MP / deputy 
nounChciałabym zostać posłem.I’d like to become an MP.
nounIle trwa kadencja senatora?How long is a senator’s term?
to vote 
verbTrzeba głosować.One has to vote.
nounIdziemy na wybory!We’re going to vote!
nounPrezydent Polski to Andrzej Duda. Andrzej Duda is the President of Poland.
to rule 
verbPrezydent rządzi krajem. The president rules the country.
podać się do dymisji 
to resign (about a politician) 
verbPrezydent podał się do dymisji.The president resigned from office. 
prime minister 
nounPremier dziś wygłosi przemówienie.The prime minister will speak tonight.
nounKto jest teraz ministrem sprawiedliwości? Who’s the Minister of Justice now?
nounTo ministerstwo jest niedofinansowane.This ministry is underfinanced.
nounNowa ustawa wejdzie w życie jutro.The new law will come into force tomorrow.
to veto 
verbPrezydent zawetował ustawę.The president has vetoed the law.
to pass a law 
verbPrzegłosowano tę ustawę.The law has been passed.
nanieść poprawki 
to amend 
verbDo tej ustawy rząd naniesie jeszcze poprawki.The government will still make some amendments to the law.
nounCzekają nas zmiany w przepisach.We’re awaiting changes to the rules. 
nounMówi się o korupcji w rządzie.The corruption in the government is being discussed.
nounTen urzędnik dostał łapówkę. This public official has been bribed.
przyjąć łapówkę 
to accept a bribe
verbCzy przyjąłbyś łapówkę? Would you accept a bribe?
to protest 
verbOni protestują przeciwko rządowi.They’re protesting against the government.
partia polityczna 
political party 
nounNie głosowałem nigdy na tę partię. I’ve never voted for this party.
left wing 
nounTo jest partia lewicy.It’s a left-wing party.
right wing 
nounPrawica ma większość w rządzie. The right wing constitutes the majority of the government.
nounOpozycja nie zgadza się z twoim zdaniem. The opposition disagrees with your opinion.

7. Final Thoughts 

Mastering a language means learning a lot of vocabulary. In this blog post, we’ve covered the essential advanced Polish words in various categories, including medicine, politics, and law. Learn these words and expressions, and you’ll see how much easier complex conversations will become. 

Did you know any of these words already? Which ones? We look forward to hearing from you! 

It would be impossible to provide all of the important advanced Polish words in one post. To learn much more vocabulary that you’ll need to get around, you should join PolishPod101. We have countless advanced Polish lessons for students like you. Our personalized pathways will give you access to materials that are appropriate for your level. Create your free lifetime account with us today!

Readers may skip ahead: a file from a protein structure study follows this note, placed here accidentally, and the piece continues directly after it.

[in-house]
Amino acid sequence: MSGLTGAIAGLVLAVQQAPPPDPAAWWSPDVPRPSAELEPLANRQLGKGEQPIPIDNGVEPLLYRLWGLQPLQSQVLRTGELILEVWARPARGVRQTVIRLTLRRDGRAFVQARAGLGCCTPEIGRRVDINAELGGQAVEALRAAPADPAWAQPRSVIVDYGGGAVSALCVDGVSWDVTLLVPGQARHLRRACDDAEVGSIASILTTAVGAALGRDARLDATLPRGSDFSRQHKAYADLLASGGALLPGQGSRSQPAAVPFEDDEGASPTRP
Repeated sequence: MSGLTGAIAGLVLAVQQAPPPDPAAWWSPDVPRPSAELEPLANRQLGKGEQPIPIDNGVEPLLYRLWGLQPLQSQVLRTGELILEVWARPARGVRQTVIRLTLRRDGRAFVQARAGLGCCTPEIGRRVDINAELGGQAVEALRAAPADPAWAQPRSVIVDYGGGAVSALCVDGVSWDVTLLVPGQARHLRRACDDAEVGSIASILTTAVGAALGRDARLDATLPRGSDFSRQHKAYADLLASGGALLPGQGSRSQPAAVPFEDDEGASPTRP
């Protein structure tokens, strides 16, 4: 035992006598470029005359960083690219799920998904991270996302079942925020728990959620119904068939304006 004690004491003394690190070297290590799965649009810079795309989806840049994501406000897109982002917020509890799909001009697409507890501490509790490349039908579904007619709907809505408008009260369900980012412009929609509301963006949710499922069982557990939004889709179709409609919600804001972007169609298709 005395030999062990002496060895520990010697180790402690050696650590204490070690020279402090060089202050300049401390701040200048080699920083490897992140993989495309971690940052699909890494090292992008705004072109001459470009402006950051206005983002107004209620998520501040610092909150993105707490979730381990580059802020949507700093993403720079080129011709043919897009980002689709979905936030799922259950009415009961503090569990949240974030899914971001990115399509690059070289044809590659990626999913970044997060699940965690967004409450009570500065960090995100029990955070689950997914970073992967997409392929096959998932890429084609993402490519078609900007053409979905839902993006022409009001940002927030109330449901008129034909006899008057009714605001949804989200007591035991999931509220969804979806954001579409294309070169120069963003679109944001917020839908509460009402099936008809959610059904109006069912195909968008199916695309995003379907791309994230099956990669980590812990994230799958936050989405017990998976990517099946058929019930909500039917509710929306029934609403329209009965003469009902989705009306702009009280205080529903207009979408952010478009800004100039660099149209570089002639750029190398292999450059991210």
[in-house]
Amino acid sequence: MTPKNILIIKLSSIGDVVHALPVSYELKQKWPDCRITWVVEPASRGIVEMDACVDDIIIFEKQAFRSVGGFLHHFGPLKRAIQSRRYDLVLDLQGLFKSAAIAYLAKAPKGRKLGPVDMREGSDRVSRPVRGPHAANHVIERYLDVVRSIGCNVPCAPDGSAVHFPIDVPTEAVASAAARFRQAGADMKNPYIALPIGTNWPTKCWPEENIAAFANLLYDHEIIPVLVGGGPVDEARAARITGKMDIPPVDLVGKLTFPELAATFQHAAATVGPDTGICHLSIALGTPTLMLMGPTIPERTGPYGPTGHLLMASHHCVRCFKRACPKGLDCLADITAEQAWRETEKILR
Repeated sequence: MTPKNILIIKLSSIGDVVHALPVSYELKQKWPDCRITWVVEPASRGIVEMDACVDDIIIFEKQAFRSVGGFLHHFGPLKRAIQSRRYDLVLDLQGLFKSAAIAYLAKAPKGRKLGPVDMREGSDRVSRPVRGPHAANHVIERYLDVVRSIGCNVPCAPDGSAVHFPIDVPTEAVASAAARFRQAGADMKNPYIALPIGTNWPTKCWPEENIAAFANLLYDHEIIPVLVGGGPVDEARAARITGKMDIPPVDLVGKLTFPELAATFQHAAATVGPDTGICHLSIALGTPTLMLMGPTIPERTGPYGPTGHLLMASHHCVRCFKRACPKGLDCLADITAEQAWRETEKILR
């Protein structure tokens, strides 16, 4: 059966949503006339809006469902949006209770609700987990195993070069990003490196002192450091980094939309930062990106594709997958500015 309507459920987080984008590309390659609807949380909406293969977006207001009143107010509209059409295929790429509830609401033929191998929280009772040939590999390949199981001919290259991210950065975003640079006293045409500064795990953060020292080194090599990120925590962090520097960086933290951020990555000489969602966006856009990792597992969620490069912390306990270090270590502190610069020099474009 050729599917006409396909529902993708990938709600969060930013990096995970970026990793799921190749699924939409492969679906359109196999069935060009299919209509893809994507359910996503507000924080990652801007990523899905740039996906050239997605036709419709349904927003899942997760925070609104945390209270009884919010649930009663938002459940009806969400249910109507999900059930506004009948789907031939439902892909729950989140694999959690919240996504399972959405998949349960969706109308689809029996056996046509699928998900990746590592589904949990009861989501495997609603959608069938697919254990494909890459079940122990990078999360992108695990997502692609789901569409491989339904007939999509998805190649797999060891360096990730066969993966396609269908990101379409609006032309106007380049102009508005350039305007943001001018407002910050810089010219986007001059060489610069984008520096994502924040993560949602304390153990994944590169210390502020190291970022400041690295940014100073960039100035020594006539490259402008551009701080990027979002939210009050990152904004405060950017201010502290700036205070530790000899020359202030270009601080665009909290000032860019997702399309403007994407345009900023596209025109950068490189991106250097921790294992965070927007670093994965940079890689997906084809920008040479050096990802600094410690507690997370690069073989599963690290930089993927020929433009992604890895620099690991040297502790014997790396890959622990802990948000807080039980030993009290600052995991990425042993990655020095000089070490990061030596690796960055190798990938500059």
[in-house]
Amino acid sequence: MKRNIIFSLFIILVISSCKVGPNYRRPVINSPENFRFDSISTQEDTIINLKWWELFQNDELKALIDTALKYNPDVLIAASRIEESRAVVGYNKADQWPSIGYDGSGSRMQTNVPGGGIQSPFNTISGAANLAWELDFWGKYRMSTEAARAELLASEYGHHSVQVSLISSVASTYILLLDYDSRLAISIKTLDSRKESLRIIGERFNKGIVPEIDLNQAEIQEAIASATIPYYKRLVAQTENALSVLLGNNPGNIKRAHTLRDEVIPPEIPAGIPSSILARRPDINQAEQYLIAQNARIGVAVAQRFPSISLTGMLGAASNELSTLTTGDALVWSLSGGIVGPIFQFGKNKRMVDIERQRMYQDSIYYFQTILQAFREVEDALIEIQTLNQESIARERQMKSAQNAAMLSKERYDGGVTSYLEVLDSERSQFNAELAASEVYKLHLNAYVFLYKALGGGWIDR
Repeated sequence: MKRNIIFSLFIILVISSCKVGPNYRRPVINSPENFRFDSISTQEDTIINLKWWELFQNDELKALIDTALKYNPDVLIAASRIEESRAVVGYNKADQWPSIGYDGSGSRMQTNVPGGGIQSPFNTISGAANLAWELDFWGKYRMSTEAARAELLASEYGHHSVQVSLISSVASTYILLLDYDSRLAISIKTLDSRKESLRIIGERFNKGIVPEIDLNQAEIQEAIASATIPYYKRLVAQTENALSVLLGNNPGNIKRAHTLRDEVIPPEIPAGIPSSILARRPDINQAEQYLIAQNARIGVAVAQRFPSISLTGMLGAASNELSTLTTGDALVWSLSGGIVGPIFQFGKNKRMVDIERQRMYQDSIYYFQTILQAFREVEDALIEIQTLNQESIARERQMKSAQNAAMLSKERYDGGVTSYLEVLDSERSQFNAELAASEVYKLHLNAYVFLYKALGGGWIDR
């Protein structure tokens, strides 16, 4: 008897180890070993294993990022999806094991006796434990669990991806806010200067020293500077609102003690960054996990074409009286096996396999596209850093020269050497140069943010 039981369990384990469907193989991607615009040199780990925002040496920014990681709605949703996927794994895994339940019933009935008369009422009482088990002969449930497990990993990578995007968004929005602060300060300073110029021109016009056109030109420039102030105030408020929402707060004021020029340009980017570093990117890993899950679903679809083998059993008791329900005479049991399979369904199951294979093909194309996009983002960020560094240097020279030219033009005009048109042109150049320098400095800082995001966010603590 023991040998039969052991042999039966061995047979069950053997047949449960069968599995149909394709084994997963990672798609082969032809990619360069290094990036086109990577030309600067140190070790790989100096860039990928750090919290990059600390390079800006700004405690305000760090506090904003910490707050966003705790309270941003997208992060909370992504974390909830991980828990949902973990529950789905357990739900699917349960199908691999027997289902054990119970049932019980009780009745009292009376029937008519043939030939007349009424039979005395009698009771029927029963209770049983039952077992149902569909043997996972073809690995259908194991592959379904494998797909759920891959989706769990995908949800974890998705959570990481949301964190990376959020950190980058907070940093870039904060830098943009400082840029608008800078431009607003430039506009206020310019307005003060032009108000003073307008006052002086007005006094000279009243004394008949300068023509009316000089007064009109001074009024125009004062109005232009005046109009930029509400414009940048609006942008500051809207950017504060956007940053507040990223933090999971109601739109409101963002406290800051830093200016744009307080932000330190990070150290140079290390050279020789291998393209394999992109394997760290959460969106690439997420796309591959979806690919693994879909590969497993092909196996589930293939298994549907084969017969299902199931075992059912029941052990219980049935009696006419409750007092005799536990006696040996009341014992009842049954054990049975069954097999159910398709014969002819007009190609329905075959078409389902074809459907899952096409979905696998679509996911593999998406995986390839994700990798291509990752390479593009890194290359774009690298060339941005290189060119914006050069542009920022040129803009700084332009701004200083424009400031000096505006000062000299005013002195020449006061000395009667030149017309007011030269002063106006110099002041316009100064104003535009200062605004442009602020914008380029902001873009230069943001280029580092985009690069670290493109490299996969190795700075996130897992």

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Learn the Essential Intermediate Polish Vocabulary


Learning vocabulary is easy when you’re a beginner. Almost every word is new and useful. However, as you proceed on your language learning journey, it’s good to become more selective. 

What vocabulary should you study as an intermediate-level Polish learner? Here at, we’ve prepared a list of essential intermediate Polish vocabulary words for you.

Log in to Download Your Free Cheat Sheet - Beginner Vocabulary in Polish Table of Contents
  1. Larger Numbers
  2. Personal Pronouns
  3. Intermediate Polish Nouns
  4. Intermediate Polish Adjectives
  5. Intermediate Polish Adverbs
  6. Prepositions
  7. Conjunctions
  8. Auxiliary Verbs and Modals
  9. Final Thoughts

1. Larger Numbers

Being able to count from 1 to 10 is a crucial skill to attain when you first start learning a new language. Now, as an intermediate student, you’re ready to take it a step further. Let’s have a look at larger numbers in Polish: 

  • 10 – dziesięć
  • 11 – jedenaście
  • 12 – dwanaście
  • 13 – trzynaście
  • 14 – czternaście
  • 15 – piętnaście
  • 16 – szesnaście
  • 17 – siedemnaście
  • 18 – osiemnaście
  • 19 – dziewiętnaście
  • 20 – dwadzieścia
  • 30 – trzydzieści
  • 40 – czterdzieści
  • 50 – pięćdziesiąt, 
  • 60 – sześćdziesiąt
  • 70 – siedemdziesiąt
  • 80 – osiemdziesiąt
  • 90 – dziewięćdziesiąt

If you want to say a number such as “twenty-two” or “thirty-one,” you just have to combine the appropriate numbers together: 

(20) dwadzieścia + (2) dwa = (22) dwadzieścia dwa

(30) trzydzieści + (1) jeden = (31) trzydzieści jeden

Now, you’re ready to count by the hundreds: 

  • 100 – sto
  • 200 – dwieście
  • 300 – trzysta
  • 400 – czterysta
  • 500 – pięćset